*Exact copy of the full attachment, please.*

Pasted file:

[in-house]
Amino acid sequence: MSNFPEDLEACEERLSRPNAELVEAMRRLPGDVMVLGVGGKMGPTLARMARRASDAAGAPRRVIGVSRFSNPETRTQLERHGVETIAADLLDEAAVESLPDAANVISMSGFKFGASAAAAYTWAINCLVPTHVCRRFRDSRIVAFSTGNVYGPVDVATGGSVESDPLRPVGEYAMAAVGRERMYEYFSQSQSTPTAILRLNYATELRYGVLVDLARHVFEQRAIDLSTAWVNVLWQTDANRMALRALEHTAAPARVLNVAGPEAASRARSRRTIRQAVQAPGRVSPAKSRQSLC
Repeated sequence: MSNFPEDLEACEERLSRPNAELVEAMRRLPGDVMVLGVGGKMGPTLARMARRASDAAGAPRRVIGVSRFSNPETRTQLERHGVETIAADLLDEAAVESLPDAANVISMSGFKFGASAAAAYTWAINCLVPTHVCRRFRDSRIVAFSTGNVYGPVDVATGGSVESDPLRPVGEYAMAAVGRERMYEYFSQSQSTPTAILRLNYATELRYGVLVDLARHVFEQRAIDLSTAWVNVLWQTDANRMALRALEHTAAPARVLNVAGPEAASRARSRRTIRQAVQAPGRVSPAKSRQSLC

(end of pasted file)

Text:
[in-house]
Amino acid sequence: MSNFPEDLEACEERLSRPNAELVEAMRRLPGDVMVLGVGGKMGPTLARMARRASDAAGAPRRVIGVSRFSNPETRTQLERHGVETIAADLLDEAAVESLPDAANVISMSGFKFGASAAAAYTWAINCLVPTHVCRRFRDSRIVAFSTGNVYGPVDVATGGSVESDPLRPVGEYAMAAVGRERMYEYFSQSQSTPTAILRLNYATELRYGVLVDLARHVFEQRAIDLSTAWVNVLWQTDANRMALRALEHTAAPARVLNVAGPEAASRARSRRTIRQAVQAPGRVSPAKSRQSLC
Repeated sequence: MSNFPEDLEACEERLSRPNAELVEAMRRLPGDVMVLGVGGKMGPTLARMARRASDAAGAPRRVIGVSRFSNPETRTQLERHGVETIAADLLDEAAVESLPDAANVISMSGFKFGASAAAAYTWAINCLVPTHVCRRFRDSRIVAFSTGNVYGPVDVATGGSVESDPLRPVGEYAMAAVGRERMYEYFSQSQSTPTAILRLNYATELRYGVLVDLARHVFEQRAIDLSTAWVNVLWQTDANRMALRALEHTAAPARVLNVAGPEAASRARSRRTIRQAVQAPGRVSPAKSRQSLC